Girls, travel, rockets, transport, hotels, films, Martinis, wine, music, food and ranting!

Wednesday, June 16, 2010

Our favourite record cover...


...is this one for the Alexander Gibson Sibelius 2nd on Classics for Pleasure from 1973. It uses a wonderful photograph and has a lovely typeface. The cover, which incorporates a sketch of the composer taken from a 1913 photograph (actually ten years after the symphony was first performed), was designed by Clare Osborne and is an elegant seventies classic.

Sibelius is, of course, Agent Triple P's favourite composer and we own pretty much all of his recorded music. This particular disc was the first Sibelius piece we owned and we must have bought it pretty much as soon as it came out in 1973. We can't now remember exactly why we decided to buy a piece of Sibelius; most of our classical collection at that time consisting of Beethoven, Brahms, Mozart and Wagner. We suspect that the cover of this album had a lot to do with it. Young people who only know CDs (and really young people think even they are old fashioned!) don't appreciate the visual effect in a shop of a good 12"x12" record cover.
The photograph on the front is well chosen to evoke the sunny and relaxed opening of the piece and the conifers, lake and mountains evoke a suitably Scandinavian feel. Of course the question of whether Finland is a Scandinavian country is moot. Whilst having been part of Sweden until 1809, when the second symphony was written Finland was a grand Duchy within Russia. Indeed there have been arguments that the second symphony itself was making a nationalistic statement, as the Russians sought to suppress Finnish language and culture. Sibelius never confirmed this but his close friend, the Finnish conductor, Georg Schneevoigt wrote of it: "The first movement depicts the quiet, pastoral life of the Finns undisturbed by the thoughts of oppression. The second movement is charged with patriotic feeling, but the thought of brutal strife brings with it the timidity of the soul. The third, in the nature of a scherzo, portrays the awakening of national feeling, the desire to organise defence of their rights, while in the finale hope enters their breasts and there is comfort in the anticipated coming of a deliverer."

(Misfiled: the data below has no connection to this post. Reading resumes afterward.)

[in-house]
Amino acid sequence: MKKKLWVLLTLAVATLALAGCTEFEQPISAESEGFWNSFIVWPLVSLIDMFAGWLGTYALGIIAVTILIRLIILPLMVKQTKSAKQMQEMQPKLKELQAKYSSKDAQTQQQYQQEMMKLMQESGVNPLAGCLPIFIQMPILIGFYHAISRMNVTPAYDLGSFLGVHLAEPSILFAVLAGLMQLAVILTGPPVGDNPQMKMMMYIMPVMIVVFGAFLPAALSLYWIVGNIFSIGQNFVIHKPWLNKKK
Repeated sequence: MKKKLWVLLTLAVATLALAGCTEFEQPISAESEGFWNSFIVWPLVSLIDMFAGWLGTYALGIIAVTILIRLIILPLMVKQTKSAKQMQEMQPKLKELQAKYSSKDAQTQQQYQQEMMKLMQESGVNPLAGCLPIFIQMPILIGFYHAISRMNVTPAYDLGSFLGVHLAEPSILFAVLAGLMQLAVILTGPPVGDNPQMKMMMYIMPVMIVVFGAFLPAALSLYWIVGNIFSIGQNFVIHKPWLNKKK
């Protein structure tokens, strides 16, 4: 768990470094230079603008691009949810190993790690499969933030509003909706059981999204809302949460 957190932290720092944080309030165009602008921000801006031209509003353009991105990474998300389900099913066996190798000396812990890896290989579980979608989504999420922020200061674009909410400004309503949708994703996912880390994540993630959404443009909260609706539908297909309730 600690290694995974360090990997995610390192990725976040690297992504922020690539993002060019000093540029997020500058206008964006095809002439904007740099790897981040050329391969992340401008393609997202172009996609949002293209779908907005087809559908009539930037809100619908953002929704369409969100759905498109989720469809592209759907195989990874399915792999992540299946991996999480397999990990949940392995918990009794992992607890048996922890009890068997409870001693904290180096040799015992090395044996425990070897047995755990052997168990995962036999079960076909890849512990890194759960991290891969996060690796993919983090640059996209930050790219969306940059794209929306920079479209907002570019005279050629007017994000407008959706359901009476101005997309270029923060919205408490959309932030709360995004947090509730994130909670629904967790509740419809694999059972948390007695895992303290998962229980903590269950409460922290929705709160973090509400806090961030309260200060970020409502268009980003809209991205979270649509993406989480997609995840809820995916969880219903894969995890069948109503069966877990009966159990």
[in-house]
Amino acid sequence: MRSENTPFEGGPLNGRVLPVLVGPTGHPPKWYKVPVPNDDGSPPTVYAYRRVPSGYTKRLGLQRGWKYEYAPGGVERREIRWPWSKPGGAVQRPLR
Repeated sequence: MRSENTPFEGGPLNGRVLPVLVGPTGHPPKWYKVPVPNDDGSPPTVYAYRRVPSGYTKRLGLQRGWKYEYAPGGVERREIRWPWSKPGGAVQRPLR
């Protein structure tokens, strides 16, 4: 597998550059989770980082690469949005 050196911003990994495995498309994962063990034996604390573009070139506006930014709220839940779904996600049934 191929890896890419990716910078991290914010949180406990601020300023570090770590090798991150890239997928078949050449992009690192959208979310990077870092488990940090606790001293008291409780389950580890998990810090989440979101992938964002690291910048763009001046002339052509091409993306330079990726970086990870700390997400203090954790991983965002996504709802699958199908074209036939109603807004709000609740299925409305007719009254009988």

However, evocative though the front cover photograph is, it doesn't, of course, look anything like Finland; which has nothing approaching the towering mountains depicted. It could be a Norwegian fjord but it should be remembered that whenever advertisers want to depict a Scandinavian landscape with fjords they tend to fly straight to New Zealand where they film in fiordland in the south west corner of South Island. It could even be a lake in the Rockies; who knows? The cover for CFP's matching recording of Sibelius 1st symphony featured a cold frozen lake which, again, went well with the E minor key of that piece.

In reality, somewhat surprisingly, the 2nd symphony was conceived, and partly written (part of the slow movement), in the Mediterranean resort of Rapallo in Italy (rather akin to the fact that La Mer was written in Eastbourne!) during a holiday Sibelius and his family took in 1901. The first performance of the piece took place on March 8th 1902 in Helsinki to a rapturous reception.
We can't say that it is our favourite Sibelius symphony (that is probably the 3rd) but it is one of our top three (with the 5th). Triple P's original LP was stolen and when we replaced the piece we did so with Gibson's later digital recording, also recorded by the SNO but ten years after this 1972 CFP version. Gibson, of course, was one of the great conductors of Sibelius and, indeed was awarded the Sibelius medal in 1978. Gibson's great ability as a Sibelian was to be able to effortlessly ride the flow and evolution of the composer's music without bringing too much staccato choppiness to it.
Oddly, our acquisition of this record coincided with Triple P's first attempt to read The Hobbit and so, in our mind the music conjures up images of The Shire. We have to say that Peter Jackson's visual rendition of The Shire in The Fellowship of the Ring was, to Triple P, the least successful part of the film. We had imagined a more heavily wooded, less open, landscape and feel that the New Zealand location contained fields that were too large with not enough hedgerows.
Anyway, when we saw this record on the internet we had to buy it just for the cover!

No comments:

Post a Comment